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Murphy: Admissible testimony a moving target

Retired judge says lawyers should watch appellate courts for changes on what is permissible in litigation

Retired Court of Appeals Judge Joseph F. Murphy Jr., who literally wrote the book on Maryland evidence, wants to remind lawyers to pay attention to the appellate courts for changes in what testimony may and may not be admissible in litigation.

Joseph F. Murphy Jr., former Court of Appeals judge, will update attendees on admissible testimony at the MSBA’s meeting in Ocean City on Thursday.

For example, Murphy points to the Court of Appeals’ March 22 decision in Ross v. Housing Authority of Baltimore City that expert testimony is not necessarily needed in lead paint cases if circumstantial evidence can show that the poisoning was caused by household exposure. He also cites Chesson et al. v. Montgomery Mutual Insurance Co., a case the high court heard Tuesday, which could lead to the admissibility of scientific evidence beyond the current Frye-Reed standard requiring that such evidence be generally accepted by the scientific community.

“There’s a lot of moving parts in the appellate courts,” says Murphy, who served on Maryland’s top court from 2007 to 2011. Earlier, he served on the intermediate Court of Special Appeals from 1993 to 2007, including 1996 to 2007 as chief, and as a Baltimore County Circuit Court judge from 1984 to 1993.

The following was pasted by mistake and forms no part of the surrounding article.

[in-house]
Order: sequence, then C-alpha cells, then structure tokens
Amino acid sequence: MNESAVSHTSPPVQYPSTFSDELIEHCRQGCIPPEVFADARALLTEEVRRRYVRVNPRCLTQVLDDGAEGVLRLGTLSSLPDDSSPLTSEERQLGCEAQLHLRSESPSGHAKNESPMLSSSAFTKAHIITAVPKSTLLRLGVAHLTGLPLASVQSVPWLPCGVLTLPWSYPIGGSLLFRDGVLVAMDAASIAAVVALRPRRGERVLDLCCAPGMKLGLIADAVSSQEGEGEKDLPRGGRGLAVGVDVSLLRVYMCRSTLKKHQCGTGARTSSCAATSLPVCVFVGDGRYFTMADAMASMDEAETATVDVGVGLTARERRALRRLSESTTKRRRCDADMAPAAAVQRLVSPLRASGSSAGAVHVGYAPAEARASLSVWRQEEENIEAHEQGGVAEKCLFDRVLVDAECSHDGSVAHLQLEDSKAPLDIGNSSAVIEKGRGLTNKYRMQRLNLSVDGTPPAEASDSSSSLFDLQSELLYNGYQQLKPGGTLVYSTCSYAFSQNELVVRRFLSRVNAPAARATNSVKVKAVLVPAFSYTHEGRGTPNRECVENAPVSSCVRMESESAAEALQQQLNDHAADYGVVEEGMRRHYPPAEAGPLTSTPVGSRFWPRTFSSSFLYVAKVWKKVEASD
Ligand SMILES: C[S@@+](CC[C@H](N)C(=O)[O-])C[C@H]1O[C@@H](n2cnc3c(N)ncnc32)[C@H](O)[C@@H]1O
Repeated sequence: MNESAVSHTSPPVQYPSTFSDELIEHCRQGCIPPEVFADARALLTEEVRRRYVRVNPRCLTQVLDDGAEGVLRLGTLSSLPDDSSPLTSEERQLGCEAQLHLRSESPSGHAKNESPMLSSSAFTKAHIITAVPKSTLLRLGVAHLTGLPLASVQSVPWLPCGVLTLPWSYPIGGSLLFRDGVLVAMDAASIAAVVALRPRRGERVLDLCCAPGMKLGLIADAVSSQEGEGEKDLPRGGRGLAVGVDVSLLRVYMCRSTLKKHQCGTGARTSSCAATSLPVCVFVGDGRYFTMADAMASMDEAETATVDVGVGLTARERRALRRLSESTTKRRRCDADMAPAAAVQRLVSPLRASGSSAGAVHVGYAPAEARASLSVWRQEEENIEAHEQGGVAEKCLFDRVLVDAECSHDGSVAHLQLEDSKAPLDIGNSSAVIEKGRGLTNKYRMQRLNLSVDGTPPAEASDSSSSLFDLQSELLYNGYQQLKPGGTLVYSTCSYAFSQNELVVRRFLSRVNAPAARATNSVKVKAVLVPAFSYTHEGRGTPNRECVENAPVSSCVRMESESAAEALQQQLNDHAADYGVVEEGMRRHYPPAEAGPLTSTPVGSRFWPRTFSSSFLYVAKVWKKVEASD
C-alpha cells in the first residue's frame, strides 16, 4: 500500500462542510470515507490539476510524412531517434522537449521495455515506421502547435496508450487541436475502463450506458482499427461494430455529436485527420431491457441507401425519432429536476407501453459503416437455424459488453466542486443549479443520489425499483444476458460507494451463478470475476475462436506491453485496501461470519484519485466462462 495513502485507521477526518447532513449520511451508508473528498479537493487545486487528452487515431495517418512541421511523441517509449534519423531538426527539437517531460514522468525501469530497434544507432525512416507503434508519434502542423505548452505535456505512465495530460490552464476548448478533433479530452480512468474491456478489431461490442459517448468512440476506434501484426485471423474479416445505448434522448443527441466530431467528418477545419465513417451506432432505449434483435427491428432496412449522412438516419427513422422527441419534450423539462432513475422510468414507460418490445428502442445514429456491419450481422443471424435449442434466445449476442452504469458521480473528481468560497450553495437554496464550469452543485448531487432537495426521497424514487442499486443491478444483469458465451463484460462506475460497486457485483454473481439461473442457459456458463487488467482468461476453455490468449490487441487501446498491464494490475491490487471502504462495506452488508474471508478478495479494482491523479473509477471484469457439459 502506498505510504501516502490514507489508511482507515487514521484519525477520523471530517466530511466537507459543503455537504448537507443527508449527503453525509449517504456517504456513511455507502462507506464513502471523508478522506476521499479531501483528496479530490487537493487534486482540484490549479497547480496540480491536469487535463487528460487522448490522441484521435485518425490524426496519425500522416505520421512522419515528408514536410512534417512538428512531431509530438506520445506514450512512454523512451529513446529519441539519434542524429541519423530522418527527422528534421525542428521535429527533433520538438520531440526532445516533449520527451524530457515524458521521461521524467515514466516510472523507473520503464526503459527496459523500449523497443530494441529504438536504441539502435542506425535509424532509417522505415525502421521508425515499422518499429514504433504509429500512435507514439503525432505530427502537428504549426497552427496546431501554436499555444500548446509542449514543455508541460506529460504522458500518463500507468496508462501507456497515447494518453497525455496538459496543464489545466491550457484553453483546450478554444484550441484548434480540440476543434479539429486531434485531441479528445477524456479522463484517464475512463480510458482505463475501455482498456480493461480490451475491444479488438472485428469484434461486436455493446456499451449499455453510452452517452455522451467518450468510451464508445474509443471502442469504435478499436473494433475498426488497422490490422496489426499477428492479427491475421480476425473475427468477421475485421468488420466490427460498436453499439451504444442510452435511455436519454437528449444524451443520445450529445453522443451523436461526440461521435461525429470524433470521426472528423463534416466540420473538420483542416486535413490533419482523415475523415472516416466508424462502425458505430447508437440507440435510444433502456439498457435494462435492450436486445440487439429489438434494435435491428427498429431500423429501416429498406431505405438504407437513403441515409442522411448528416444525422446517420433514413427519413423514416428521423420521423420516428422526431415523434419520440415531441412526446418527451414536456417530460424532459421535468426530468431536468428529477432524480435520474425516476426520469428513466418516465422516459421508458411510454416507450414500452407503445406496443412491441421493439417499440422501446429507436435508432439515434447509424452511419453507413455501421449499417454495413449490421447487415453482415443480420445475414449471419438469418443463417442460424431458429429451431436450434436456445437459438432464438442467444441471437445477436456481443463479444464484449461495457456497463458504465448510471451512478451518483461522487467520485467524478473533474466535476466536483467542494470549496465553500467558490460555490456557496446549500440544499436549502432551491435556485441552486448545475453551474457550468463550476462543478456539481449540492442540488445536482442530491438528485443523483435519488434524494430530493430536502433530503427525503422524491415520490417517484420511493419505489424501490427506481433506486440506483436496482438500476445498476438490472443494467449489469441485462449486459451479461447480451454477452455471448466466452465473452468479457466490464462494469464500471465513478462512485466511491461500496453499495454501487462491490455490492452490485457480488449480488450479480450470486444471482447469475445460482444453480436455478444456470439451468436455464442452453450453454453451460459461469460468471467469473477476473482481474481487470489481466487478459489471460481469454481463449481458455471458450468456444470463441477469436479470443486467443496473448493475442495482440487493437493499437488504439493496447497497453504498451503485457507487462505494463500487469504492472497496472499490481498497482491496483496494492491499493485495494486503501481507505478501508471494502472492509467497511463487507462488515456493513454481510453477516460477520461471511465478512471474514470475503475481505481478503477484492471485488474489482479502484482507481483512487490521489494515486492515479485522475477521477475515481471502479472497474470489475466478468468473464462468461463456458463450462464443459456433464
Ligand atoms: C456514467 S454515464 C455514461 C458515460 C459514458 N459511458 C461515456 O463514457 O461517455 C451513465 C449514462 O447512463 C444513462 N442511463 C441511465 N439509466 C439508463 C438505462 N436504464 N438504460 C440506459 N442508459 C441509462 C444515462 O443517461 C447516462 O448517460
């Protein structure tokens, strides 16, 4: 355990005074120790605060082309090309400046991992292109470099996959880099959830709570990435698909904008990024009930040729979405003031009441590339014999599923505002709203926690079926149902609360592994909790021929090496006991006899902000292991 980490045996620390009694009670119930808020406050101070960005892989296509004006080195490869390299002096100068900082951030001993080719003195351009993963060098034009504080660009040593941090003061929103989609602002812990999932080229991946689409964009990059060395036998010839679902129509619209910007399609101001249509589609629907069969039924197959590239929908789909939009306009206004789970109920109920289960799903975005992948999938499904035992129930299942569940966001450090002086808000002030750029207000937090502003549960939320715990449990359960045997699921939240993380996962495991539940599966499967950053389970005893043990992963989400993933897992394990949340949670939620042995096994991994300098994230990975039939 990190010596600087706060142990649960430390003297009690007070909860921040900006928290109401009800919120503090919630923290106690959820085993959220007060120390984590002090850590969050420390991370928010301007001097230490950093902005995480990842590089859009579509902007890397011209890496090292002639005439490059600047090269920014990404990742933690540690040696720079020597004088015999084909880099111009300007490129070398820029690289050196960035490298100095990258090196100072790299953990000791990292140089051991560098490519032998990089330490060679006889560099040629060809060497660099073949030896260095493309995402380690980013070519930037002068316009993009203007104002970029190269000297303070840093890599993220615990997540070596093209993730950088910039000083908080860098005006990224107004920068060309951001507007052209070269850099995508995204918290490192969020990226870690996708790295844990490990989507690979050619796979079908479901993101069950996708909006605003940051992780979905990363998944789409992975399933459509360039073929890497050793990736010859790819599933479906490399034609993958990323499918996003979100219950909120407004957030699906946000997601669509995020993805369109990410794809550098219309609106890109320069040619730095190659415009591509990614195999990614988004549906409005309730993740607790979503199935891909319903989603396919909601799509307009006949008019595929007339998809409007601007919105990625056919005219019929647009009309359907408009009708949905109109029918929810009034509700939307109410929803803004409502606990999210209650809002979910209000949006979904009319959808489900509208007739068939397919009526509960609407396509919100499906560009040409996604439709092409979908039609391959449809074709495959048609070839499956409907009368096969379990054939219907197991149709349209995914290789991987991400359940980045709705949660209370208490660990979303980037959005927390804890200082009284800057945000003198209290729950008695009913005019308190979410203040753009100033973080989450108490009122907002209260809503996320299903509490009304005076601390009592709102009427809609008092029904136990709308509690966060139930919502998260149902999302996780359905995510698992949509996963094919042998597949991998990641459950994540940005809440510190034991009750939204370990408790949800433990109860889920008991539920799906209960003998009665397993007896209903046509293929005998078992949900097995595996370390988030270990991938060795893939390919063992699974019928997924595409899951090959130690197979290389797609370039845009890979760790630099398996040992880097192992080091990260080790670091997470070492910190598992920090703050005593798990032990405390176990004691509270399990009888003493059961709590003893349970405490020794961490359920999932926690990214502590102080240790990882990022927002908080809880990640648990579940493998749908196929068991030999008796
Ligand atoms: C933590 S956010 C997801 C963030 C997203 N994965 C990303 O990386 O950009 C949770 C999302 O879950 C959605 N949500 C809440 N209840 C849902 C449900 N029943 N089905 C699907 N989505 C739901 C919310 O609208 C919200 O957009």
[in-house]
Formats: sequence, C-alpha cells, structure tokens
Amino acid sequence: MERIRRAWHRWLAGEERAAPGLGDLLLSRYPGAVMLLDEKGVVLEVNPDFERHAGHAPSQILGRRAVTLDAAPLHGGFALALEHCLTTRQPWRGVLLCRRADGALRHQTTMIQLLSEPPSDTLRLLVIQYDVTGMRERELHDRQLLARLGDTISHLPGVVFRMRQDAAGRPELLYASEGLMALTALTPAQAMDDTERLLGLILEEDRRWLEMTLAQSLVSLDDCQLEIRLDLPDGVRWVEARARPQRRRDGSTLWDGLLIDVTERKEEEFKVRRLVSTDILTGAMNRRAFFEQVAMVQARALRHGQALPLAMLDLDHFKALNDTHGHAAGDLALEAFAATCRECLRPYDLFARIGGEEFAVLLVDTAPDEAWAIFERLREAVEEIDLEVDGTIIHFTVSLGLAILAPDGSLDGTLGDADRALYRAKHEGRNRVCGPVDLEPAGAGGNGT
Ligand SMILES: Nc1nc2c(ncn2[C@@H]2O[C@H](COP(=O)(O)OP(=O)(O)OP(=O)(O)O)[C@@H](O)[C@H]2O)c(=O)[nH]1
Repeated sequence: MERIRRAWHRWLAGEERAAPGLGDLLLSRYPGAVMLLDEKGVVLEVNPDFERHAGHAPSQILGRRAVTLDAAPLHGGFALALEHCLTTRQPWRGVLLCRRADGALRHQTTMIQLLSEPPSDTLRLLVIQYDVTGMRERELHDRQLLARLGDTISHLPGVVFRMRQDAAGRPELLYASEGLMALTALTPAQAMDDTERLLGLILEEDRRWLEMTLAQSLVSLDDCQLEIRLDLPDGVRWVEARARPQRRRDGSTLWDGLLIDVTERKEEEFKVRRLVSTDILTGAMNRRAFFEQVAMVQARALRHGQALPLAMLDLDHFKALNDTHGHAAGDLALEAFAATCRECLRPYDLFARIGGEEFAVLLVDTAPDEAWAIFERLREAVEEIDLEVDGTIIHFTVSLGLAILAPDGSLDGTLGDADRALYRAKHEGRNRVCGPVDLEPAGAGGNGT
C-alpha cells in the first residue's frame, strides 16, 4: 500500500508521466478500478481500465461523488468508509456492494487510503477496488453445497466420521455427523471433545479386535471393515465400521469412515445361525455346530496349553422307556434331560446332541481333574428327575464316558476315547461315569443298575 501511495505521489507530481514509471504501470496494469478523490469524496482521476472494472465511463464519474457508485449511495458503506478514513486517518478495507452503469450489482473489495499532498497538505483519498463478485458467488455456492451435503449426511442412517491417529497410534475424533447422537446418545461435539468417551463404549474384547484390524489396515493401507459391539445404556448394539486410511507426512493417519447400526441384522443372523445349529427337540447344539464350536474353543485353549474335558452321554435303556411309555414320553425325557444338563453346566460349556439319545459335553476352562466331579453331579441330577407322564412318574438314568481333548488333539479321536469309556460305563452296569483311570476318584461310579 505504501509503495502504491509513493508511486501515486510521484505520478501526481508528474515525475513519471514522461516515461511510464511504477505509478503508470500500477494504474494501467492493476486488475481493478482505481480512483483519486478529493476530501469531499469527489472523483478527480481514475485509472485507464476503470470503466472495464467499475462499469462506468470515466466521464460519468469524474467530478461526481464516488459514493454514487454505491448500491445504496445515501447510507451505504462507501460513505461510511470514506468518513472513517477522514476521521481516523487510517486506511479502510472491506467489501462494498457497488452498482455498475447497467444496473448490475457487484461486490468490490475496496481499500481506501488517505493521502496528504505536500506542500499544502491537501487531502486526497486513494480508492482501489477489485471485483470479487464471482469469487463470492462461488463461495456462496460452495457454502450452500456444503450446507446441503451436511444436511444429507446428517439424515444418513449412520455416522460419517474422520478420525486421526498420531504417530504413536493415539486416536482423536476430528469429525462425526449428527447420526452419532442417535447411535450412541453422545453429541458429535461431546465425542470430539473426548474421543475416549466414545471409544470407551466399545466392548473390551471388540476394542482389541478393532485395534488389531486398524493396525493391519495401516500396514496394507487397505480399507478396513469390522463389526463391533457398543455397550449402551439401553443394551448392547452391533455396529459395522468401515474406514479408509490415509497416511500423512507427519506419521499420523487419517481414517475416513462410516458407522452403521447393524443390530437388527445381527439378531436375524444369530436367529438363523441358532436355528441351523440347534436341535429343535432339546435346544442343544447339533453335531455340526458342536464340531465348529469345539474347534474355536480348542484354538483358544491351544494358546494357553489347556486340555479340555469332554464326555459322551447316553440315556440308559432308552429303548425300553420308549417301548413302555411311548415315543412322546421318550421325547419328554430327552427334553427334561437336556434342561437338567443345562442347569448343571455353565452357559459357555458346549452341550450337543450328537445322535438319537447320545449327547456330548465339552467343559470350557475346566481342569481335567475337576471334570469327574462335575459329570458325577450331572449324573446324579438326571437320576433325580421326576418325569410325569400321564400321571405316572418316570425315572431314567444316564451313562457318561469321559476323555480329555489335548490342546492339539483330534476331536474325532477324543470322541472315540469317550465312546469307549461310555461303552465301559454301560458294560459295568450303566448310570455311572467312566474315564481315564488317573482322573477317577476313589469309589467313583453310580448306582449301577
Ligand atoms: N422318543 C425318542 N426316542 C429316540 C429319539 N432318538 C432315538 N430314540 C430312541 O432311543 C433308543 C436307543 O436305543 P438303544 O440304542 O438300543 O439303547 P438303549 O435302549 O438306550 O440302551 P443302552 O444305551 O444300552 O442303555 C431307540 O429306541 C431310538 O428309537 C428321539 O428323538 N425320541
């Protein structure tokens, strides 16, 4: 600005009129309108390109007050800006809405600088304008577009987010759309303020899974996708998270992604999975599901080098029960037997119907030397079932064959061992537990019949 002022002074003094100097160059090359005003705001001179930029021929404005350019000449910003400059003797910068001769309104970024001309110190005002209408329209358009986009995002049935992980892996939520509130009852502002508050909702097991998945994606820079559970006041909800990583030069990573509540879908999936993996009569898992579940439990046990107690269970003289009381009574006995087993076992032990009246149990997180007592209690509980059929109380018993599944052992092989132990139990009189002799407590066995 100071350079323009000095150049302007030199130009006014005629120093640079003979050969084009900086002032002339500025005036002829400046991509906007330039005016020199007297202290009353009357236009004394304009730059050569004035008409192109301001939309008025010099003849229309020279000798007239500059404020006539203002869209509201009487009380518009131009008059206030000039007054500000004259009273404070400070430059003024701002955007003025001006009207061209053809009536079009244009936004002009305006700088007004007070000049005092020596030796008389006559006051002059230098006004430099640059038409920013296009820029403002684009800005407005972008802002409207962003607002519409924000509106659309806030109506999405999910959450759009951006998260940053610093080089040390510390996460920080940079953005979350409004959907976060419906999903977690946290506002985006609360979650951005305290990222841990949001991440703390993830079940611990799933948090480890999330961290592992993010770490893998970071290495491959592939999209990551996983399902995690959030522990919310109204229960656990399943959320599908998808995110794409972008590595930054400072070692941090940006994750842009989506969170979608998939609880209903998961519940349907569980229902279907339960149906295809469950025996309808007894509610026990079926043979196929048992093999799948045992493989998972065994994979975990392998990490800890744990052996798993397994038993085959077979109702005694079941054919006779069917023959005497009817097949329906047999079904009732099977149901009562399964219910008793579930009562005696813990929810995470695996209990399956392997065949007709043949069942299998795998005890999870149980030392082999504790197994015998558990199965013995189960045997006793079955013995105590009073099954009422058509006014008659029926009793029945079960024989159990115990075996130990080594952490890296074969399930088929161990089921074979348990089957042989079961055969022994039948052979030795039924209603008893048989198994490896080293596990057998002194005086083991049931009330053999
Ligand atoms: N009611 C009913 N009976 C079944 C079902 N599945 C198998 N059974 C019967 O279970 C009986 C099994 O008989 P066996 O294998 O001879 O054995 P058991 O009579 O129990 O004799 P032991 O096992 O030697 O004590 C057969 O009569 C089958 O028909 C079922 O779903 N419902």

Murphy, who wrote the Maryland Evidence Handbook, will provide his update Thursday at the Maryland State Bar Association’s annual meeting in Ocean City with his talk, “Evidence 102: Decisions Hot Off the Press and Decisions on the Horizon.”

Or, as he calls it, “New Releases and Coming Attractions.”

Murphy, however, will not limit his discussion to issues such as relevance, hearsay and expert testimony. The former trial judge, noting a lack of decorum and preparation by attorneys, says he will also discuss “how to behave like an adult” in the courtroom.

Murphy promises this part of his talk will be “a little more comprehensive than just ‘don’t be an idiot.’” He plans to provide a checklist, of sorts, to attorneys young and old.

“Be prepared; know the law; know how to behave with civility and professionalism,” said Murphy, a partner at Silverman |Thompson | Slutkin | White LLC in Baltimore. “Being prepared is as important as being present.”

When asked for a list of lawyer behaviors that annoy judges, Murphy demurred, implying his answer could not be confined to a story in the newspaper.

“You’d have to write the Bible for me to give you the complete answer on that.”